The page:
Rome in the Late Republic was a very tightly restrict ed , class based society, where true upward mobility was almost unknown. Those few who succeeded in rising to a higher class, like Gaius Marius and Marcus Tullius Cicero, were fated to be branded novus homo, "new men" by Rome's "One Percent;" individuals to be used but never accepted by the older nobility.
As invariably happens with every strongly hierarchical society, a slave class (de facto or de jure) eventually comes into being. Rome had long had slaves, but in the century following the Second Punic War, the conquests of Rome made it easier and cheaper to buy slaves to work the misappropriated lands of deceased and absent veterans of Rome's wars, than it was to hire Roman citizens. These large plantations (latifundia) were used to grow cash crops rather than grain for their new owners, while Rome itself became dependent on the grain from its conquered territories in Sicily, Sardinia, Africa, Asia Minor, Cisalpine Gaul, and Spain. Like outsourcing today, this policy undercut the ability of Rome's middle class--its remaining yeoman farmers, who were also traditionally the source of its military manpower--to support himself and his family. This in turn forced them to sell their farms to rich patricians and equites (knights, the social class just below the senatorial families), and move to the cities--with the city's grain doles--simply to survive.
The mere fact of slavery led to one of the most interesting aspects of Roman law, which so prided itself in its precision and ability to categorize principles of jurisprudence. Georg W.F. Hegel described this fact in his Philosophy of Right (p. 22), " Omnis definitio in jure civili periculosa ; and in fact the more disconnected and contradictory the phases of a right are, the less possible is a definition of it. A definition should contain only universal features; but these forthwith bring to light contradictions, which in the case of law are injustice, in all their nakedness. Thus in Roman law, for instance, no definition of man was possible, because it excluded the slave. The conception of man [in Rome] was destroyed by the fact of slavery."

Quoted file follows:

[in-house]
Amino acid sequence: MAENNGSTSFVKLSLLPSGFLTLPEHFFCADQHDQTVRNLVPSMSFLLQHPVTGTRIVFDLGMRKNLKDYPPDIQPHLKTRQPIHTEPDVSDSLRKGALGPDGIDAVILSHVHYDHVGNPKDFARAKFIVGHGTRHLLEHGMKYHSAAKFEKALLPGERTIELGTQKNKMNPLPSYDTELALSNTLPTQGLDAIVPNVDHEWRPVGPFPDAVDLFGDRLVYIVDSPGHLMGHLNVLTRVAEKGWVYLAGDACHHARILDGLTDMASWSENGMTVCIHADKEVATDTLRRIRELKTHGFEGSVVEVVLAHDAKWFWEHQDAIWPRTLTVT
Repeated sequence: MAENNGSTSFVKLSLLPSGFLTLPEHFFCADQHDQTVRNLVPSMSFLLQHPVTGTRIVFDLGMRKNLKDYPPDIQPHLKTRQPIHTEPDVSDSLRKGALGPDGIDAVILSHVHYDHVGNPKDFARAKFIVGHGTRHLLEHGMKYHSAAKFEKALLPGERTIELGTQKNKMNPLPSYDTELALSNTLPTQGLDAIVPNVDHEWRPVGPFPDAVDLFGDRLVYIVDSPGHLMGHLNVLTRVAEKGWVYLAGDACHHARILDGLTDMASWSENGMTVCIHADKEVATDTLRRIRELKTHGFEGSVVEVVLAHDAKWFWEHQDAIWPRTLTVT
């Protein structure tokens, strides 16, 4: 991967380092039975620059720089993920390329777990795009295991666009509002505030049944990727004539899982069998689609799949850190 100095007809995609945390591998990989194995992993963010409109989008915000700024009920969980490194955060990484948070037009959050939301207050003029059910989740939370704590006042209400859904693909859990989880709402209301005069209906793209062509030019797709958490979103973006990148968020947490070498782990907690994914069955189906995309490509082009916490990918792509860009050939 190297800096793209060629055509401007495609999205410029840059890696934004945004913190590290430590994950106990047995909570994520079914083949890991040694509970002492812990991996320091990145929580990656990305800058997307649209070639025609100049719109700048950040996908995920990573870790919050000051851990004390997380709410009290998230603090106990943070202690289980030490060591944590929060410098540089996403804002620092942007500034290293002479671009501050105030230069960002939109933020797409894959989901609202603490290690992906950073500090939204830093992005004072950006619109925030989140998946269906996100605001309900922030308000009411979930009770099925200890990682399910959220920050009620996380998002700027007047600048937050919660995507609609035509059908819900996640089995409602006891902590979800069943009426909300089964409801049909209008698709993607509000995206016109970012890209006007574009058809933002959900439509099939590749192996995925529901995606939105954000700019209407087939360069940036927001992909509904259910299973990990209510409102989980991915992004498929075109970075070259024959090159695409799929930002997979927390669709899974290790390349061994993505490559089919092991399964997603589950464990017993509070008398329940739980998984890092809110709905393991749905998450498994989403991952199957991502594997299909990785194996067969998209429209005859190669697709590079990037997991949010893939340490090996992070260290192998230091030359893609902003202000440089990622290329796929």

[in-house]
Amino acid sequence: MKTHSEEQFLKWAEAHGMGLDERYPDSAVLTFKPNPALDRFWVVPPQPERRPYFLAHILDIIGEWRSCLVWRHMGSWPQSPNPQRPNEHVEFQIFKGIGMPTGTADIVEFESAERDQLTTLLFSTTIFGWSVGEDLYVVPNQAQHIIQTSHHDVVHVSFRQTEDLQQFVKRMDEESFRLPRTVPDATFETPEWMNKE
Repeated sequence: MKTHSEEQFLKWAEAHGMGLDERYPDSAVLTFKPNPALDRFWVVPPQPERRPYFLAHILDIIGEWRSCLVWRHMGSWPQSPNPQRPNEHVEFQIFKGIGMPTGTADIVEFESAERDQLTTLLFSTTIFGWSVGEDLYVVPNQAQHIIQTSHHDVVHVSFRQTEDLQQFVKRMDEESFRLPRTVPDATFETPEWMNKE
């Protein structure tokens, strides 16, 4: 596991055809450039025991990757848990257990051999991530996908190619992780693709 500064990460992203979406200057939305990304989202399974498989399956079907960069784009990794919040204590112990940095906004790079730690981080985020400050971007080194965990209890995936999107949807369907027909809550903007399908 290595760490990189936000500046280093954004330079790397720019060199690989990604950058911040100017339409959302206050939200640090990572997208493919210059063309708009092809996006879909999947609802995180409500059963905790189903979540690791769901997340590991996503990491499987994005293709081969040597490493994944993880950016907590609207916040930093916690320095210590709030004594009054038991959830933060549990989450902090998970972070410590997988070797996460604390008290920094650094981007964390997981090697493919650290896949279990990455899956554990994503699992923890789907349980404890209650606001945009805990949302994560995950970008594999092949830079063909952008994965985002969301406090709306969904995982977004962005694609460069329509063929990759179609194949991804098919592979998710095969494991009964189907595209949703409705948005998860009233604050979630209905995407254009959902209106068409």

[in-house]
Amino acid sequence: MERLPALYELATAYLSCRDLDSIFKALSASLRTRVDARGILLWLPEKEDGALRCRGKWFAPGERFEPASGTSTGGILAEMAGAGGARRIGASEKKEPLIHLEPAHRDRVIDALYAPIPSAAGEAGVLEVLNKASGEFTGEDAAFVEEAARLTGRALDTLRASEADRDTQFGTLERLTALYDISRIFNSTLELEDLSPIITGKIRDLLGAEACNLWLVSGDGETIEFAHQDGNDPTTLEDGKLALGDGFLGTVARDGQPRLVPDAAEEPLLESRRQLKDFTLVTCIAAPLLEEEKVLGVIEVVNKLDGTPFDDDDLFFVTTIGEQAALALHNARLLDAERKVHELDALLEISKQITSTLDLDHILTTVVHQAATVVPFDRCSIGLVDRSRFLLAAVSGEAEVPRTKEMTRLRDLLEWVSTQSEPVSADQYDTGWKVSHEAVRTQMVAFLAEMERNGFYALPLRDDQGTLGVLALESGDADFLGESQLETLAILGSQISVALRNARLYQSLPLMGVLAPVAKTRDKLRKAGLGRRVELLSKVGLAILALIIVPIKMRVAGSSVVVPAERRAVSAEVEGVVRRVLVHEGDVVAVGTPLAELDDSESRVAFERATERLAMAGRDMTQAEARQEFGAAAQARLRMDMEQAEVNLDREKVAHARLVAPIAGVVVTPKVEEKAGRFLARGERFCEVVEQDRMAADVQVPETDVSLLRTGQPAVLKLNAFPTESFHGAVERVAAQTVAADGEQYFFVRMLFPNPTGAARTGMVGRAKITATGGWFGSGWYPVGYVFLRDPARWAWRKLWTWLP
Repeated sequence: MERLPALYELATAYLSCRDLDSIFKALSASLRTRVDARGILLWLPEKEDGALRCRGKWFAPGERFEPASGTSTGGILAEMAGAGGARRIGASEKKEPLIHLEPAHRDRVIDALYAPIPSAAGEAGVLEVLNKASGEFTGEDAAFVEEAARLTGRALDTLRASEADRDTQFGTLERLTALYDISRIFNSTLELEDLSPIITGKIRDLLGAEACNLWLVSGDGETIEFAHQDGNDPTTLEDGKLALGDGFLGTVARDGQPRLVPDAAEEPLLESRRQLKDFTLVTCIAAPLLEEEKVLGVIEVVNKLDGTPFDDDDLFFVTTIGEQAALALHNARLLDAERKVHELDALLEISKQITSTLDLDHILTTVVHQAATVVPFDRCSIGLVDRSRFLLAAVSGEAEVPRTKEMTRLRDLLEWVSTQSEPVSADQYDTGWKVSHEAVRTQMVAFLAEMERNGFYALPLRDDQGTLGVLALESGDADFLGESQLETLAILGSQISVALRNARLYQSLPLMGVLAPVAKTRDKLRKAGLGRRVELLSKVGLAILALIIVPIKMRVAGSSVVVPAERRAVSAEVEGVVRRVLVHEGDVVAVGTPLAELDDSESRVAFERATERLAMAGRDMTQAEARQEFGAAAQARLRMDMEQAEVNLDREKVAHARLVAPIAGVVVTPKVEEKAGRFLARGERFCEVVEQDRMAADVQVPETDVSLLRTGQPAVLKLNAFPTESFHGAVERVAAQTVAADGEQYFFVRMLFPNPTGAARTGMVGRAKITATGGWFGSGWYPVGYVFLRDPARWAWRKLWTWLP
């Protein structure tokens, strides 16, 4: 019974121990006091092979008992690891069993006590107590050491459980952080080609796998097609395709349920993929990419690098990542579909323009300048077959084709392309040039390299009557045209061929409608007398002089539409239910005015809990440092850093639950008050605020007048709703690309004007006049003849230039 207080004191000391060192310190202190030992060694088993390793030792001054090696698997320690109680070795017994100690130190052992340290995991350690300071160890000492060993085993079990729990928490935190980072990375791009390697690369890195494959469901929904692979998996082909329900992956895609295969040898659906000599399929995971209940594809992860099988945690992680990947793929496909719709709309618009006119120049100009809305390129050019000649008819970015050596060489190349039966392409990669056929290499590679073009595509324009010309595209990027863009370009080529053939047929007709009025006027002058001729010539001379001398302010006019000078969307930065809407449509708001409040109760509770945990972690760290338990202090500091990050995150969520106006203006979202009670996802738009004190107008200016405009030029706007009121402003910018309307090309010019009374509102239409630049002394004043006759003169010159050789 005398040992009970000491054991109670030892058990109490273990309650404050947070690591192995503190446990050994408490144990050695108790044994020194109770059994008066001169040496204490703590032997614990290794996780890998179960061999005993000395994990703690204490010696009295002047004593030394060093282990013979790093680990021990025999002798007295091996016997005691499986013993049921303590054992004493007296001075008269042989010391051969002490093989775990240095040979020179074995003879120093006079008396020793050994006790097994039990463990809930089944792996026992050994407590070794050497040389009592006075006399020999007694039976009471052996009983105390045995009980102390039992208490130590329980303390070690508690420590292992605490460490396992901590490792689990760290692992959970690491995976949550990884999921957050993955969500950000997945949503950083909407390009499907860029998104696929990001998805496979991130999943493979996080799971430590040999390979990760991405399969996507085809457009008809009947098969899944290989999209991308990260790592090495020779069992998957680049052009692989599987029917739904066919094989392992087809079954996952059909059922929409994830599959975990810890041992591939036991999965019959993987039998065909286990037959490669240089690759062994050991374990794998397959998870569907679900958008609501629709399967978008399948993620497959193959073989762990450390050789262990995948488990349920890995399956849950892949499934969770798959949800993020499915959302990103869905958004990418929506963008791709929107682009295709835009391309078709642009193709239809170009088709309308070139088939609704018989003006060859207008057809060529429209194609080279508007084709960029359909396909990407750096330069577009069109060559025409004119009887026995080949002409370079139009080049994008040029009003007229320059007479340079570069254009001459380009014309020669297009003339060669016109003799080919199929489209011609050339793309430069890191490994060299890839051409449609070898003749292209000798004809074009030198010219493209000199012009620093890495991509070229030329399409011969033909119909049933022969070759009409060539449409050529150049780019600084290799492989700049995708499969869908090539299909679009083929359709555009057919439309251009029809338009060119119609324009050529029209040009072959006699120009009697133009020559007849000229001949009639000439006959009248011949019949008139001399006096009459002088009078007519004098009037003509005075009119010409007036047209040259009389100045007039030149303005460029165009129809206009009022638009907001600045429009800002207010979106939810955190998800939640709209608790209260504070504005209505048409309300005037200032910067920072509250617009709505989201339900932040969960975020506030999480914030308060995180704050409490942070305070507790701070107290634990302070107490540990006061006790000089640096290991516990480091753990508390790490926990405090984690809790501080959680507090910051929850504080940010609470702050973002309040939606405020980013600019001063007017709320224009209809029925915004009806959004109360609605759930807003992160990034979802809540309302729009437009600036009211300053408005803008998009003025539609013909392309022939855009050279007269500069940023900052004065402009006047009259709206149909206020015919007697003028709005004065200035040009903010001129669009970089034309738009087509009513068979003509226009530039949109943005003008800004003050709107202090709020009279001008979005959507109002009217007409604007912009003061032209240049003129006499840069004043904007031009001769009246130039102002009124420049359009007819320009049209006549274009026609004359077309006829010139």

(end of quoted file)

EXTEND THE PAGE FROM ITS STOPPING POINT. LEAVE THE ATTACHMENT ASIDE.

America is facing its own de facto forms of slavery today. This exists not only in the illegal immigrants who do not dare voice complaint against working conditions for fear of being reported to Immigration, but, in the attempts by Republican governors like Scott Walker of Wisconsin, John Kasich of Ohio, Mitch Daniels of Indiana, and Jan Brewer of Arizona, to disenfranchise our nation's unions, and establish the so-called "right to work"--actually right to starve--state within their own jurisdictions.
These policies are simply a continuation of the process begun by the Taft-Hartley Act sixty-five years ago, which first established the idea of the "right to work state." This was done to counter the "union shop," something the oligarchs in the South and West especially hated. (See my September 11, 2010 article The Daft-Heartless Act , for more on the real reasons behind that monumental piece of dog excrement masquerading as a piece of legislation.) "Right to work" invariably means right to be paid less than a decent, living wage with benefits, as well as the right to be summarily fired if you complain about that fact. The motivation for this is both racial and class oriented (how dare you tell me how much I pay my Negro/Mexican/White trash employee), and is used as a means to keep control of the masses. (See Douglass A. Blackmon's book, Slavery by Another Name, for more on this subject as it applies to African-Americans.) Parts of the West and most of the South have yet to recover from this oligarchic system of imposed poverty and near poverty even today.
Employers today treat the process of employment as if they were doing you a favor to hire you. The "job creators" attitude in our free market, capitalist system is that hiring human beings is a necessary evil, and if you could be replaced by a monkey or a machine, who would not talk back to them or demand raises, they would do so in an instant. Too many employers take the works of Ayn Rand seriously, and believe that their employees are merely things: parasites who survive solely because of the employer's creativity and entrepreneurial spirit.
Aldous Huxley was right. "Industrial man--a sentient reciprocating engine having a fluctuating output, coupled to an iron wheel revolving with uniform velocity. And then we wonder why this should be the golden age of revolution and mental derangement." (Time Must Have a Stop, chapter 30; 1944). As I have said before: evil begins in that instant when we make people into things, or when things are given the same rights and privileges as people, see " Choosing the Hardest Thing ," OpEdNews, June 15 2007 .
If, as many conservatives believe, we as Americans have a responsibility to have a job in order to feed, clothe, house, and provide the other necessities of lives for ourselves and our families, then logically employment--at least in the most general sense--is a right, not a privilege.